“The greatest sin anyone can commit is the abuse of power, and the greatest abuse of power is segregation,” said Joe Biden, former Vice President of the United States, at the Greensboro Coliseum last Sunday.
On Sept. 17 at 7:30 p.m., Joe Biden and his wife Jill Biden, a career educator and notable public servant, spoke for the Guilford College Bryan Series. Students, faculty and members of the Greensboro community gathered to hear their answers to questions posed by Associate Vice President for the Bryan Series and Advancement Communications Ty Buckner.
Jill started the conversation by discussing her greatest inspiration for public service.
“Joe was my inspiration,” she said. “Marrying him gave me a platform to have a passion for public service.”
The Bidens met after Joe lost his first wife, Neilia Biden, who died in a traffic accident with their daughter, Naomi in 1972. But it was not until a few years later that Jill and Joe actually met. According to them, it took Joe five times to get Jill to say yes to marrying him.
“I said ‘I am only going to ask you one last time,’ and I meant it,” said Joe. “‘You don’t have to tell me when, just if you will marry me.’ And she went ‘okay.’”
Although the two of them encapsulated the audience’s attention with amusing anecdotes, they also managed to discuss relevant issues impacting the world today. These included their initiatives to fighting cancer, supporting veterans, improving the country’s education system and foreign policies.
“The system is broken because we don’t talk to each other anymore,” said Joe. “All politics are personal.”
When Biden initially launched his political career, both Democrats and Republicans would unite to work for their people. Today, according to him, politicians have become individualists.
Joe also reminded the audience that politics are relative.
“You can question a person’s judgment, but never a person’s motive,” he said.
Throughout the event, there were certain technical difficulties that affected the sound system for a few minutes. But the audience’s attention still didn’t falter.
“I attended the event because I am very interested in politics,” said senior Courtney Gardner. “Throughout their eight-year presidential (term), the Obama administration helped my family and I, as members of the middle class, in ways I never thought would be possible. I also especially admire Jill for all of her achievements and her work as a college professor. I wanted to thank Joe and Jill both and give them hugs.”
Gardner was one of the lucky students who had a chance to meet Jill and Joe personally in a small student session that happened prior to the main event. The Bidens spoke to every single student and took a group picture at the end of the session.
“Joe and Jill were both so incredibly humble and kind,” said Gardner. “As I have been more exposed to Joe as Vice President and also … as a pop culture icon, he was exactly how I pictured him. He was hilarious and really broke the ice as many students, along with myself, were pretty nervous before meeting him. (The Bidens) both embraced all of us and immediately made us feel comfortable.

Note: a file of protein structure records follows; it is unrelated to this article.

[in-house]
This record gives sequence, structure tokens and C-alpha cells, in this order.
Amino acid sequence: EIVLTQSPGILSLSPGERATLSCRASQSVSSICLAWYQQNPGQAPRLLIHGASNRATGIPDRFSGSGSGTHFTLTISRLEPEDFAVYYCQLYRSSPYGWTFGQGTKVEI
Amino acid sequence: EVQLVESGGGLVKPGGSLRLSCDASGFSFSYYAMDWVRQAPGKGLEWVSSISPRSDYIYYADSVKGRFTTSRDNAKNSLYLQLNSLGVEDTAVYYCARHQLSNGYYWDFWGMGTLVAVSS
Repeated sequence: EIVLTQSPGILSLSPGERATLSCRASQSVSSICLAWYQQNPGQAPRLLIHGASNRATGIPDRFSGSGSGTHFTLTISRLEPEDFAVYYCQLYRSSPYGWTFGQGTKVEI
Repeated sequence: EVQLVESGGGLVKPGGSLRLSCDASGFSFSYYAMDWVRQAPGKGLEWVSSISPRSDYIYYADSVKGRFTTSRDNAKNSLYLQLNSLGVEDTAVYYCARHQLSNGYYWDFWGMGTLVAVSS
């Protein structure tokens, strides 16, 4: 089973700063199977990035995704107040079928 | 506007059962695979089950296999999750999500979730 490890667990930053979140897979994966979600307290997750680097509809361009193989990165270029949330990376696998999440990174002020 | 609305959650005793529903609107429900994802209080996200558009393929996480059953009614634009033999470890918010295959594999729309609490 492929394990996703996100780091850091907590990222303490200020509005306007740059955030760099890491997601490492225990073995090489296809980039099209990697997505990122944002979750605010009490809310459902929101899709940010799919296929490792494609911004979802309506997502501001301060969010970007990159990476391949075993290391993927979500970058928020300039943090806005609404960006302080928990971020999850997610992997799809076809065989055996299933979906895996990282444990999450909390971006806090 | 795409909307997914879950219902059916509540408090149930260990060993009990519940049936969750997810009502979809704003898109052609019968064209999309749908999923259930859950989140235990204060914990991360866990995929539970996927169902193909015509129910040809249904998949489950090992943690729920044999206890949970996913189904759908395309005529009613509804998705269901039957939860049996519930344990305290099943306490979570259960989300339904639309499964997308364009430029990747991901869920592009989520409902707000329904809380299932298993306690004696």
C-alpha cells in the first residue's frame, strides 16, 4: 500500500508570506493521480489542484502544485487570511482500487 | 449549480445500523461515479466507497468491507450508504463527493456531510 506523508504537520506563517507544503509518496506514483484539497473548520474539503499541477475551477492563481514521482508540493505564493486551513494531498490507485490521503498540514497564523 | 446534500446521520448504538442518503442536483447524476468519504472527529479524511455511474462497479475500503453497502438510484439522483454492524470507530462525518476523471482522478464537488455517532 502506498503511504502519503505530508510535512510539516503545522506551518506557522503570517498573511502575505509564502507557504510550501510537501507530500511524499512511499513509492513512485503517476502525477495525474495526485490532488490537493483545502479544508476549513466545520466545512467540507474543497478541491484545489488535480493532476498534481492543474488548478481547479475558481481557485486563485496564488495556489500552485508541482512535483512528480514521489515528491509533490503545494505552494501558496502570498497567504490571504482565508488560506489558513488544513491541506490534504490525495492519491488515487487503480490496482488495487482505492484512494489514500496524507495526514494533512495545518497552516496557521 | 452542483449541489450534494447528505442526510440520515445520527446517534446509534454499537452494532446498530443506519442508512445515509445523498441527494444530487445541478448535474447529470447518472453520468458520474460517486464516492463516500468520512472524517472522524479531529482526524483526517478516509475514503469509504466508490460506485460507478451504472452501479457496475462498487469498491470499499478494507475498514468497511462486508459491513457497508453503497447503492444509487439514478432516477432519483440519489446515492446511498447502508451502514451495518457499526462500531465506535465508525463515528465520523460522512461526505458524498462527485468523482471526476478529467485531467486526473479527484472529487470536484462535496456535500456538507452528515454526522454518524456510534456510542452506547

“I wish that I had said more and cried less.”
Anna Kelly, a senior, also attended the small meeting through her work as an intern for the Guilford College Bryan Series. She and the staff had to work through the technical issues and the Biden’s specific requests.
“This event was very different than our typical routine,” Kelly said. “There were a lot of additional considerations with security, timing and meet and greet invitations. Overall, I think everything went very well.
“The Biden’s requested a different type of microphone than we usually used, and we did have some problems with the sound system at the beginning of the event. But I think we recovered from that, and the program continued to run smoothly.”
Although Jill gained public notoriety through her marriage to the Vice President of the U.S., she didn’t want her identity to be defined as being the second lady. She wanted her career as an educator to continue to be a central part of her life.
“Teaching is not what I do, it’s who I am,” Jill said.
One of Jill’s primary focuses is to uplift women in the Science, Technology, Education and Math fields. She wishes to see more young girls empowered to prioritize pursuing a fruitful education.
Joe agreed with Jill’s sentiment.
“Women hold up half of the sky,” he said. “No nation can compete or succeed without gauging half the population as women.”
Joe’s final remarks impacted the audience, including alumni who were also present for the event.
“I found Biden’s final comment the most inspiring,” said Allison DeBusk ’16. “He said that politicians should always be willing to lose their position if it means voting for what they believe in. I think that comment is extremely well-timed and relevant as both Republicans and Democrats are (more) concerned about retaining donors instead of providing for the people.”